Dark Knight gets lighter


US ac­tor Ben Af­fleck, 45, prefers his Bat­man in the new Jus­tice League movie, and so will you.

Af­ter last year’s su­per­hero flick Bat­man V Su­per­man: Dawn Of Jus­tice, where he was bat­tling an equally grim Su­per­man, he is much more light­hearted in the lat­est in­stal­ment in the DC Ex­tended Uni­verse.

At the Rose­wood London ho­tel, Af­fleck said: “The Sturm und Drang of be­ing an­gry and re­sent­ful at Su­per­man the whole time, that was a lot to carry around.

“With this one, Bat­man is not a joker and he is not as funny as, say, the Flash, but he kind of plays the straight man to him, and that is a nice dy­namic, to have a lit­tle bit more irony, self­aware­ness and fun.”

Open­ing here to­mor­row, Jus­tice League is set a few months af­ter Su­per­man (Henry Cav­ill) sac­ri­fices him­self to save Gotham City, and a new vil­lain Step­pen­wolf (Ciaran Hinds) moves in to ter­rorise hu­man­ity.

Bat­man has to bring to­gether the Jus­tice League — Won­der Woman (Gal Gadot), Cy­borg (Ray Fisher), Aqua­man (Ja­son Mo­moa) and the Flash (Ezra Miller).

Di­rec­tor Zack Sny­der dropped out dur­ing post-pro­duc­tion af­ter his daugh­ter’s sui- cide, and the film was fin­ished by film-maker Joss Whe­don.

When asked if he is ready to re­turn for more se­quels, Af­fleck was mea­sured.

“I al­ways eval­u­ate this stuff on the merit of the ma­te­rial. I was go­ing to di­rect a Bat­man movie and then opted not to be­cause I did not like the script and I did not want to di­rect a medi­ocre Bat­man.

“I had writ­ten the script, so I knew it was medi­ocre,” he said with a laugh.

He has come un­der fire for past in­ap­pro­pri­ate be­hav­iour, with news of sex­ual ha­rass­ment scan­dals spread­ing across Hol­ly­wood.

Last month, he apol­o­gised to US ac­tress-host Hi­larie Bur­ton for grab­bing her breast dur­ing an in­ter­view in 2003.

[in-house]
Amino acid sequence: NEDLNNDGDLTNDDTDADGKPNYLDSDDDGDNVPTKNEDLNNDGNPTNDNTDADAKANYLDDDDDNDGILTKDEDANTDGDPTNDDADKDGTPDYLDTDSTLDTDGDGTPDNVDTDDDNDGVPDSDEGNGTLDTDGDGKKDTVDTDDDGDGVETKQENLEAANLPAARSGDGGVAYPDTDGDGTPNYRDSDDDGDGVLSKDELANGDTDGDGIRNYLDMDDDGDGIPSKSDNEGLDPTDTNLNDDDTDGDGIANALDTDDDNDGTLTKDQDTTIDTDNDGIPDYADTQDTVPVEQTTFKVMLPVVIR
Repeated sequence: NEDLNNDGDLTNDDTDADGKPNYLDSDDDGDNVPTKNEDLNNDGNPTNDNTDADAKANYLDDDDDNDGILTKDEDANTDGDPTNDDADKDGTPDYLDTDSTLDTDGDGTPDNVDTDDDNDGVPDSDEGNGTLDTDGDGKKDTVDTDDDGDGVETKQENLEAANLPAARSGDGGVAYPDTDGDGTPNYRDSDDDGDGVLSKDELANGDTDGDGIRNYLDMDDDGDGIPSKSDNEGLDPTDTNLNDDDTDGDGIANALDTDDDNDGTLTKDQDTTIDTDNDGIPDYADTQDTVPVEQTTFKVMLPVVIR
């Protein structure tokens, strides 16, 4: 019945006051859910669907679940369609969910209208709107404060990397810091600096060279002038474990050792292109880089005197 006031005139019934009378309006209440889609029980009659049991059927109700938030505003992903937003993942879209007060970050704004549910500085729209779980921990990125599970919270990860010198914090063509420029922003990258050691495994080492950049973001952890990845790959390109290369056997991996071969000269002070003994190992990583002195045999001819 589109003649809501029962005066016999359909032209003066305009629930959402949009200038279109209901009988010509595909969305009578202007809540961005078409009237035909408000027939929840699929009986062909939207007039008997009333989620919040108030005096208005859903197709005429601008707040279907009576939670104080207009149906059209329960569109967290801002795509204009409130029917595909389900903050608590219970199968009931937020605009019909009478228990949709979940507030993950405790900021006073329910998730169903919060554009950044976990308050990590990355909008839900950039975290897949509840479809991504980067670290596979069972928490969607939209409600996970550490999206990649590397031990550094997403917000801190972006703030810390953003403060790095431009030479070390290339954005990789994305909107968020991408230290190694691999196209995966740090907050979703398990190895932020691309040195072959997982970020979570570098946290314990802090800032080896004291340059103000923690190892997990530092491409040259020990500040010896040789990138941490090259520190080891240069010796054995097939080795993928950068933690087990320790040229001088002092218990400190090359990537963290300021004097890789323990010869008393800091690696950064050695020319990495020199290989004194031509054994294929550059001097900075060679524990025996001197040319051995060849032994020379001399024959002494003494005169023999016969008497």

Af­fleck said: “I think that kind of be­hav­iour on any level and scale ob­vi­ously is un­ac­cept­able. We all be­lieve and stand with the brave women and men who have come for­ward to talk about what hap­pened to them.

“So how do we put an end to a sys­tem that is in place and has al­lowed these power dy­nam­ics to ex­ist in such a way where men have all the power and are do­ing so much ex­ploit­ing?

“As a man, I need to look at my own be­hav­iour and think about how am I be­hav­ing and treat­ing peo­ple, and when I am wrong, ad­mit it, and when con­fronted with it, try to mon­i­tor my­self and take re­spon­si­bil­ity.

“We as men need to take re­spon­si­bil­ity for our­selves. If it does not be­come a man’s is­sue as well as a woman’s is­sue, it is al­ways go­ing to be an is­sue.”

And then there is the dreaded Har­vey We­in­stein con­nec­tion.

The Hol­ly­wood mogul was re­spon­si­ble for the ca­reers of Af­fleck and his pal Matt Da­mon, hav­ing pro­duced their break­out film Good Will Hunt­ing 20 years ago, which won the duo Os­cars. But Af­fleck is def­i­nitely not on We­in­stein’s side.

He said: “I did not work par­tic­u­larly closely with him, and I have not worked with him for 15 years. I re­ally did not like work­ing with him.

“He was un­der­handed, du­plic­i­tous and sleazy. I did not know the ter­ri­ble ex­tent of his crimes, but I knew that there was ugly s*** go­ing on, and I did not want to be part of it.

“In ret­ro­spect, I wish I had done more and I wish I had stopped work­ing with him ear­lier, but hind­sight is 20/20.”



Ben Af­fleck says his char­ac­ter has a nice dy­namic with the Flash, played by Ezra Miller (left).

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